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Subject: Re: [boost] [cpo-proposal] presentation of the idea
From: Andrey Semashev (andrey.semashev_at_[hidden])
Date: 2013-08-13 15:37:10

On Tuesday 13 August 2013 23:33:25 you wrote:
> On Tuesday 13 August 2013 02:07:15 Santiago Tapia wrote:
> > Hi everyone,
> >
> > I would like to make a proposal for a new library. I only have a draft
> > without documentation but I would like to know people’s opinion
> > about the idea before making a formal proposal.
> >
> > The library will be named CPO (containers for polymorphic objects)
> > and it will provide containers to store dynamic allocated objects from
> > a class hierarchy. I have drafted one container and I have two more
> >
> > in process. The cpo library could be an alternative solution for
> >
> > boost pointer container library or some other solutions that use pointers.
> > In order to understand the idea, I think that the following example of the
> > use of the library might be better than a long explanation:
> [snip]
> I created containers of dynamically typed elements with Boost.Intrusive a
> few times. It was a bit more verbose than your example but the resulting
> solution was quite efficient and it had all the properties of a container.
> The drawback was that the solution was intrusive w.r.t. the stored types.
> Do you think you could create a set of containers (e.g. list, set, map) of
> polymorphic objects based on Boost.Intrusive without requiring to modify
> the types of the elements?
> > Some details and advantages must be remarked in the provided
> > example:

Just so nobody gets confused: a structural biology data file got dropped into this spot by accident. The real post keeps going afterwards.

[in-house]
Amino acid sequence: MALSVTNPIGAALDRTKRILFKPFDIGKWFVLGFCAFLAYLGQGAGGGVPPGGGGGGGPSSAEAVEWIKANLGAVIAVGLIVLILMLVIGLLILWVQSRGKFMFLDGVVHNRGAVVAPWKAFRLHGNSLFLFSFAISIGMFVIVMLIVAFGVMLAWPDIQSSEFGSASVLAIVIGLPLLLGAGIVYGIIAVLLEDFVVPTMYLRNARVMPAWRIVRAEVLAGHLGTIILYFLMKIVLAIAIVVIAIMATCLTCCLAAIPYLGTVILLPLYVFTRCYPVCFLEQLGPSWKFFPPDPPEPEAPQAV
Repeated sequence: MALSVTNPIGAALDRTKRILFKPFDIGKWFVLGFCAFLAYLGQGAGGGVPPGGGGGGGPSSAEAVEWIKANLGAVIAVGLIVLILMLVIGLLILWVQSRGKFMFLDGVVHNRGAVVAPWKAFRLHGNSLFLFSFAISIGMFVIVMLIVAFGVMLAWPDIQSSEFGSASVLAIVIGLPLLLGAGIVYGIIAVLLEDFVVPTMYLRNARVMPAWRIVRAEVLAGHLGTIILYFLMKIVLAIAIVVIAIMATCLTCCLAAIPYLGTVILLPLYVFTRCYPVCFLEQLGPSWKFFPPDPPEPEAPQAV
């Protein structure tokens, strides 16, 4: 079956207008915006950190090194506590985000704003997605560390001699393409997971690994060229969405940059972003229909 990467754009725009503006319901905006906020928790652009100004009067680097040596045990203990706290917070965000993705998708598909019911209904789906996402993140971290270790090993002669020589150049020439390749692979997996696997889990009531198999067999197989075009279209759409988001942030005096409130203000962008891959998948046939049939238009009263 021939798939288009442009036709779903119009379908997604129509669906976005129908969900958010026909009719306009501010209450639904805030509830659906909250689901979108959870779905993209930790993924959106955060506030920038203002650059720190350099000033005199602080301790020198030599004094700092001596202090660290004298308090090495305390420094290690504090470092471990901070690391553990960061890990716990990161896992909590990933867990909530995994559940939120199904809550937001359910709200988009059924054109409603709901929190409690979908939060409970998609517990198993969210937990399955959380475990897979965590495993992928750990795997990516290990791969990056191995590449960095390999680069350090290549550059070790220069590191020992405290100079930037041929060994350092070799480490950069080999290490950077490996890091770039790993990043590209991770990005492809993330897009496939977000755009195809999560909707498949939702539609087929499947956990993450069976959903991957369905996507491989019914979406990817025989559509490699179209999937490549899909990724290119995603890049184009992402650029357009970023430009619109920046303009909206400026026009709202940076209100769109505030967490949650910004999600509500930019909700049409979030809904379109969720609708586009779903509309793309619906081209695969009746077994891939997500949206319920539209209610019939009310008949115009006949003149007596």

> >
> > - The container classifier is _not_ a sequence.
> Why? Is this intentional?
> > - The allocator argument in the classifier will be applied to every object
> > added to the classifier. Thus, the allocator is provided without its
> > argument. The std::allocator is the default argument.
> It's better not to use template template parameters in the container
> interface as it limits its usefullness because users won't be able to
> specify non- template allocators or template allocators with different
> template arguments. You can use the standard interface for allocator
> rebinding:
> typedef allocator<T> allocator_T;
> typedef typename allocator_T::template rebind<U>::other allocator_U;
> You can use std::allocator<void> by default then.
> All in all the basic idea looks interesting, although I'm not sure about the
> particular classifier container. It looks very specific to me, the same
> functionality could be achieved with a multimap or unordered_multimap of
> polymorphic elements.

...or I should have said "multiset or unordered_multiset".

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